In honor of America's entry into "The War to End All Wars" in 1917, World War I: Lessons and Legacies explores the war and its lasting impact and far-reaching influence on American life. From the Great Migration to the 1918 flu pandemic and from the unionizat
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What happens when a people decide to govern themselves? America’s national treasures come to life in this compelling exhibition that examines the bold experiment to create a government “of the people, by the people, and for the people.”
American Democracy: A Great Leap of Fait
Nearly seven decades after the beginning of World War II, the Congressional Gold Medal was bestowed on the Japanese American men who served with bravery and valor on the battlefield, even while their families were held in internment camps by the very country for which they fought. Through videos,
Students will gain historical reasoning skills by studying primary sources and comparing them to secondary sources. They will become more familiar with the conditions in Japanese American concentration camps through the personal writings of Stanley Hayami, a high school student who was incarcer
During WWII almost 120,000 Japanese Americans were uprooted from the West Coast regions that were deemed military exclusion zones, moved cities and states away, and controlled under severe restrictions. We can better understand the lives, experiences, and stories of these people by studying objec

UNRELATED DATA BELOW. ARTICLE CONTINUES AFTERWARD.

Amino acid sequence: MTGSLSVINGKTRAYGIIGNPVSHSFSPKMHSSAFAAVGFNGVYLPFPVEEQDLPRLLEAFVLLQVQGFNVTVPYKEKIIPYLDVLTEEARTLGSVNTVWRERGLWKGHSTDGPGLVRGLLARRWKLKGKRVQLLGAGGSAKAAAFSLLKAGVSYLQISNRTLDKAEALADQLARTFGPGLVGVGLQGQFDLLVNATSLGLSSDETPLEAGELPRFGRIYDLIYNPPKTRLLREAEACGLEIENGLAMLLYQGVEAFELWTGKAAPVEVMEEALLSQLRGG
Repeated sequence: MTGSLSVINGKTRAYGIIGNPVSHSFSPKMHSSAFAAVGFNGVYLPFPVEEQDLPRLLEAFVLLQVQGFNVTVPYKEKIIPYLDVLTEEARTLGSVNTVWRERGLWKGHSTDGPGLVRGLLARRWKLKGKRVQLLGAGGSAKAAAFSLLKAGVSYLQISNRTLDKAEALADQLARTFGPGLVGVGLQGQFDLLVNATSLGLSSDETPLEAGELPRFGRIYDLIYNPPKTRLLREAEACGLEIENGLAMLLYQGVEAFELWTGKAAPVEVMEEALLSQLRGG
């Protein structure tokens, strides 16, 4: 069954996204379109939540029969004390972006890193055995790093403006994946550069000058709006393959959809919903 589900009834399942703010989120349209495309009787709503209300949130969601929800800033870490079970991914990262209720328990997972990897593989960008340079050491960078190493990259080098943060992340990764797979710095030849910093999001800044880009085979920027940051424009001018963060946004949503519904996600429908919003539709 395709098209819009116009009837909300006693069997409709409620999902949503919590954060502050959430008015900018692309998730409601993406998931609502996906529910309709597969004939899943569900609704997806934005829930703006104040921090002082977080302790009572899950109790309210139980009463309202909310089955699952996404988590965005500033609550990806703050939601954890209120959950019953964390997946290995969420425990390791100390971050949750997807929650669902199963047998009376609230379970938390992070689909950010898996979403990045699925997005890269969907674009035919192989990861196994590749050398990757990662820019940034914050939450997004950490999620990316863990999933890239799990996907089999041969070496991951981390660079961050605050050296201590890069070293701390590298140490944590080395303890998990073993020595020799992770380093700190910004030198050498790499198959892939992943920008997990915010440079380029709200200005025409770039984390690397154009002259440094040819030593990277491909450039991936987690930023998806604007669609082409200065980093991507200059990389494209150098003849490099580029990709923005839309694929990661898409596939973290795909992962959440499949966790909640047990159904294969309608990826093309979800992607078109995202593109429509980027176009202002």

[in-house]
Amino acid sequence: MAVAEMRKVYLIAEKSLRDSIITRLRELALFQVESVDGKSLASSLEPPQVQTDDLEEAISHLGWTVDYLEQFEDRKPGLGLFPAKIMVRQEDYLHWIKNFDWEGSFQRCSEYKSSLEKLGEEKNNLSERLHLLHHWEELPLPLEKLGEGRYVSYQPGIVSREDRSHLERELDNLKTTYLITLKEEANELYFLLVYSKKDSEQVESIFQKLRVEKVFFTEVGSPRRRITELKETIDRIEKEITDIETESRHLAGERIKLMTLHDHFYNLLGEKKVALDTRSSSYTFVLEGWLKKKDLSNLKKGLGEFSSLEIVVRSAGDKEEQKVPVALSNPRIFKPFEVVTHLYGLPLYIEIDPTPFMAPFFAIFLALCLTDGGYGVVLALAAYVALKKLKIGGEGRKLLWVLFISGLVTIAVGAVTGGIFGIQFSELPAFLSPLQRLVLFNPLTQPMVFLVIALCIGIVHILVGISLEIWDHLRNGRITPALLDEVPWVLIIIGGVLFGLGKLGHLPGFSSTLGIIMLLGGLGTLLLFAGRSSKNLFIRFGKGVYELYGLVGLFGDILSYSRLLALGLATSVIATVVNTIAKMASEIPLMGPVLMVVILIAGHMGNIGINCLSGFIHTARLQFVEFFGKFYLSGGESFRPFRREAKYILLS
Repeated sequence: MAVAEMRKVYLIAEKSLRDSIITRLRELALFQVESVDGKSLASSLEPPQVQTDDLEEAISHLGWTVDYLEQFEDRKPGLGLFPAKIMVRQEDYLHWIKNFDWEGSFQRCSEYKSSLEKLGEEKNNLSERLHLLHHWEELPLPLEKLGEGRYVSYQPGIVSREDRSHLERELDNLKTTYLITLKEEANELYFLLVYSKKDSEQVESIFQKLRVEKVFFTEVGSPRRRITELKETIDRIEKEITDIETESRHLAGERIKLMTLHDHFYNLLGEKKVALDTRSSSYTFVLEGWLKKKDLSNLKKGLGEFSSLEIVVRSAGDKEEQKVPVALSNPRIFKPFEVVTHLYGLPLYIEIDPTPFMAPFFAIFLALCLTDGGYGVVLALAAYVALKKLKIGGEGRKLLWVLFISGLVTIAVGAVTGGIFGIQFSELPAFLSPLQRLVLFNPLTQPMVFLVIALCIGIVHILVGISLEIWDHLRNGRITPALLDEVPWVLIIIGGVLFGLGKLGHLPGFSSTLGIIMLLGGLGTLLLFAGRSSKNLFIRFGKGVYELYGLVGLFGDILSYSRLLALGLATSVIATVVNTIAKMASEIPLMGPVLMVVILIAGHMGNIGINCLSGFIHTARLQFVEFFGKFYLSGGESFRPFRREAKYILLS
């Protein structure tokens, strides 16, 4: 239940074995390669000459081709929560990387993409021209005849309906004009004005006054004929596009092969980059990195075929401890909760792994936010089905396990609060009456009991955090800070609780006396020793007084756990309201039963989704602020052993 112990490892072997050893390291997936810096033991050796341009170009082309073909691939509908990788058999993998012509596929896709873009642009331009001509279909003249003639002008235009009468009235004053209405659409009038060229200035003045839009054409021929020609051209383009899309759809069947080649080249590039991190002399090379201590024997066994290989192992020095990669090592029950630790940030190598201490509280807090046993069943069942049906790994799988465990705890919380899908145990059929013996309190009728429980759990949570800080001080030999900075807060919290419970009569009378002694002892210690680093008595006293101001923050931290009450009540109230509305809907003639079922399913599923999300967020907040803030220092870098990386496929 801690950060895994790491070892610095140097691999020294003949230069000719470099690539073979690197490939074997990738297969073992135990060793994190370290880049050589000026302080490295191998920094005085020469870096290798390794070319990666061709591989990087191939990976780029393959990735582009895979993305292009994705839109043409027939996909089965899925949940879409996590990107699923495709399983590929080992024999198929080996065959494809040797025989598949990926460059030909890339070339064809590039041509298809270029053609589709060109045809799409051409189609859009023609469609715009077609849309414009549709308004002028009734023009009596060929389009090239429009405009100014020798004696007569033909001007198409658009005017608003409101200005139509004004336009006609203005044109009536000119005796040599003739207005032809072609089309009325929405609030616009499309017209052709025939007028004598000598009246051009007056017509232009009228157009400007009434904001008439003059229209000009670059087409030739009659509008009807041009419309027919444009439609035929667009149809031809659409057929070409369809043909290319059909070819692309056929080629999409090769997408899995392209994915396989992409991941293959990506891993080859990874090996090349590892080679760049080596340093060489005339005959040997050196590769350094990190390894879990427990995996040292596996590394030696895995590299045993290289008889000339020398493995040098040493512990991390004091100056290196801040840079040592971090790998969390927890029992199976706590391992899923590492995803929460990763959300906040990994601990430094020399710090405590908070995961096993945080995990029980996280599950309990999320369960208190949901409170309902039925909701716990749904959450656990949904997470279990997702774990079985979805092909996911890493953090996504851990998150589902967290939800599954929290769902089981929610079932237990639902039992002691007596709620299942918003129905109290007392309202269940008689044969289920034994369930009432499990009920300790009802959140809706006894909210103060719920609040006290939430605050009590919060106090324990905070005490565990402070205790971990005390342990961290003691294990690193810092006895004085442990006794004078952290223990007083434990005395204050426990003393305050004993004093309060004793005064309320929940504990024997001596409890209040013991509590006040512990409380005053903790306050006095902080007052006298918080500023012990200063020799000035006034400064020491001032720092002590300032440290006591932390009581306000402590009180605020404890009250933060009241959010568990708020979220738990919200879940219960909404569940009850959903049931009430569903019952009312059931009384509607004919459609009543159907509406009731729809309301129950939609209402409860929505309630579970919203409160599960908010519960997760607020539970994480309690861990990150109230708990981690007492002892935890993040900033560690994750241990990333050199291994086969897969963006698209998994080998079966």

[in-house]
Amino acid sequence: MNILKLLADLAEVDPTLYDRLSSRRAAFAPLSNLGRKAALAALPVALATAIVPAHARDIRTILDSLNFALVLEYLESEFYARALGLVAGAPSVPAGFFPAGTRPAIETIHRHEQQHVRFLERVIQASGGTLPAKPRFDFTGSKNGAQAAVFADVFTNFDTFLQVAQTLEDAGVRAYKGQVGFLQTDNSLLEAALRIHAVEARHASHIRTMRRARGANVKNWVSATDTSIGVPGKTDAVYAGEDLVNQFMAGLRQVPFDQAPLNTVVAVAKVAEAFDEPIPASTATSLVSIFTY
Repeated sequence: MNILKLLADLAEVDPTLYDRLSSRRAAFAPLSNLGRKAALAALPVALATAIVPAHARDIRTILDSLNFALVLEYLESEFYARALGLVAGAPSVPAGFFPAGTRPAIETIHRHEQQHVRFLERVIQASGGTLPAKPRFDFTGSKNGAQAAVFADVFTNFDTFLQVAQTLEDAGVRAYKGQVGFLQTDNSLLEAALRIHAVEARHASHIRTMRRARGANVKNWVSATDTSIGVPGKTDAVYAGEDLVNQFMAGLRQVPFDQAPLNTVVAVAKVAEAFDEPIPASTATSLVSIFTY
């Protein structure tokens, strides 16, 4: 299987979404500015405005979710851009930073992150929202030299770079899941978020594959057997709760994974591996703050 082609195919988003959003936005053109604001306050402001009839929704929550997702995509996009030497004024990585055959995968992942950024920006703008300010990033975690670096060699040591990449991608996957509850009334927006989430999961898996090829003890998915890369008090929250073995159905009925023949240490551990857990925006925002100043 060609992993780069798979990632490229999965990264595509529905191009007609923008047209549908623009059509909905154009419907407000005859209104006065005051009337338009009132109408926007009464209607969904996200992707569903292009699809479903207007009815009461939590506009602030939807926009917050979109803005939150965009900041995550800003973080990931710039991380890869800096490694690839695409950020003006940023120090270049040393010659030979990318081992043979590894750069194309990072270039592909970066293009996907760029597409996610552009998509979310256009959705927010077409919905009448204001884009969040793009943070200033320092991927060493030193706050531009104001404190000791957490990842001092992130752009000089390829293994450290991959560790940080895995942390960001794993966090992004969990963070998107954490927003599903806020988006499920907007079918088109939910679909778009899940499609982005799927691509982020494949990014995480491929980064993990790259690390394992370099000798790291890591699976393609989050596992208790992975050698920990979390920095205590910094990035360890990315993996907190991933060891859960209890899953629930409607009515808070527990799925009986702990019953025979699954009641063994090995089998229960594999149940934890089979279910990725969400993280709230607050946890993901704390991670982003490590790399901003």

Labor leaders often rose from the ranks to secure for fellow workers a living wage, safer working conditions, shorter hours, and balance the scales of economic justice through direct action as well as state and federal legislation.
In this video series, learn about 5 labor leaders.
Fleishman's depiction of the first Civil War battle relies on individual voices to give a human face to history. The result is at once intimate and sweeping, a heartbreaking and remarkably vivid portrait of the Civil War and war itself.
Twelve-year-old Charley Quinn loves the excitement and the gang fighting that are part of his life in New York City's Bowery in 1864. When his sister's fiance threatens to send him to an orphanage, Charley runs off with Union army enlistees and is taken on in Virginia as a drummer boy.